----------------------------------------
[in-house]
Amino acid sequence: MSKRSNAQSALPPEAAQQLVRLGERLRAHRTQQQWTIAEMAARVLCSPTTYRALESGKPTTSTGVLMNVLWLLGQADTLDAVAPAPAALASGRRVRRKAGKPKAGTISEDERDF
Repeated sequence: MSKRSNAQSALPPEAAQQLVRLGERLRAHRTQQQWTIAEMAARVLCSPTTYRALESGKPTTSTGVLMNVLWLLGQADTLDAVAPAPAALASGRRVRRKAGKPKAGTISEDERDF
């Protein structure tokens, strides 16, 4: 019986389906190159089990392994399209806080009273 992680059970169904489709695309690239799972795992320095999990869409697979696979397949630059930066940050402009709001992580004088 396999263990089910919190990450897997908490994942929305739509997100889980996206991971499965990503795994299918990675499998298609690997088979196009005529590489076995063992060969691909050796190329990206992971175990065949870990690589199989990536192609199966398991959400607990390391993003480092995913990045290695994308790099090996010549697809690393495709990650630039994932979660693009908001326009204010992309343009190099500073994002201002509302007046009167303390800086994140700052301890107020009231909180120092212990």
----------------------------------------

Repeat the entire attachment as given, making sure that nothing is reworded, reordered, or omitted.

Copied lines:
[in-house]
Amino acid sequence: MSKRSNAQSALPPEAAQQLVRLGERLRAHRTQQQWTIAEMAARVLCSPTTYRALESGKPTTSTGVLMNVLWLLGQADTLDAVAPAPAALASGRRVRRKAGKPKAGTISEDERDF
Repeated sequence: MSKRSNAQSALPPEAAQQLVRLGERLRAHRTQQQWTIAEMAARVLCSPTTYRALESGKPTTSTGVLMNVLWLLGQADTLDAVAPAPAALASGRRVRRKAGKPKAGTISEDERDF
């Protein structure tokens, strides 16, 4: 019986389906190159089990392994399209806080009273 992680059970169904489709695309690239799972795992320095999990869409697979696979397949630059930066940050402009709001992580004088 396999263990089910919190990450897997908490994942929305739509997100889980996206991971499965990503795994299918990675499998298609690997088979196009005529590489076995063992060969691909050796190329990206992971175990065949870990690589199989990536192609199966398991959400607990390391993003480092995913990045290695994308790099090996010549697809690393495709990650630039994932979660693009908001326009204010992309343009190099500073994002201002509302007046009167303390800086994140700052301890107020009231909180120092212990």